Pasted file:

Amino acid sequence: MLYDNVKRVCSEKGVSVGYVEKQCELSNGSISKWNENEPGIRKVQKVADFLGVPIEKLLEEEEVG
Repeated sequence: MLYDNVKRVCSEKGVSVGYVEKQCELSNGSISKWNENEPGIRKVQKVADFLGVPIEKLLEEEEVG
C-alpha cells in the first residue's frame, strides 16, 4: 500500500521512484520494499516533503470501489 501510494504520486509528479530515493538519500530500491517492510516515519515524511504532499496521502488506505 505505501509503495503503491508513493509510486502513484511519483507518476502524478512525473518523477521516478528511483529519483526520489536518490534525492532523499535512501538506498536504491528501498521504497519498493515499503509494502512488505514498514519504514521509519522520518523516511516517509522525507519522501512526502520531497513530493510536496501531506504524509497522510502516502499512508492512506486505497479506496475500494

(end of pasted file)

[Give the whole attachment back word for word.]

Amino acid sequence: MLYDNVKRVCSEKGVSVGYVEKQCELSNGSISKWNENEPGIRKVQKVADFLGVPIEKLLEEEEVG
Repeated sequence: MLYDNVKRVCSEKGVSVGYVEKQCELSNGSISKWNENEPGIRKVQKVADFLGVPIEKLLEEEEVG
C-alpha cells in the first residue's frame, strides 16, 4: 500500500521512484520494499516533503470501489 501510494504520486509528479530515493538519500530500491517492510516515519515524511504532499496521502488506505 505505501509503495503503491508513493509510486502513484511519483507518476502524478512525473518523477521516478528511483529519483526520489536518490534525492532523499535512501538506498536504491528501498521504497519498493515499503509494502512488505514498514519504514521509519522520518523516511516517509522525507519522501512526502520531497513530493510536496501531506504524509497522510502516502499512508492512506486505497479506496475500494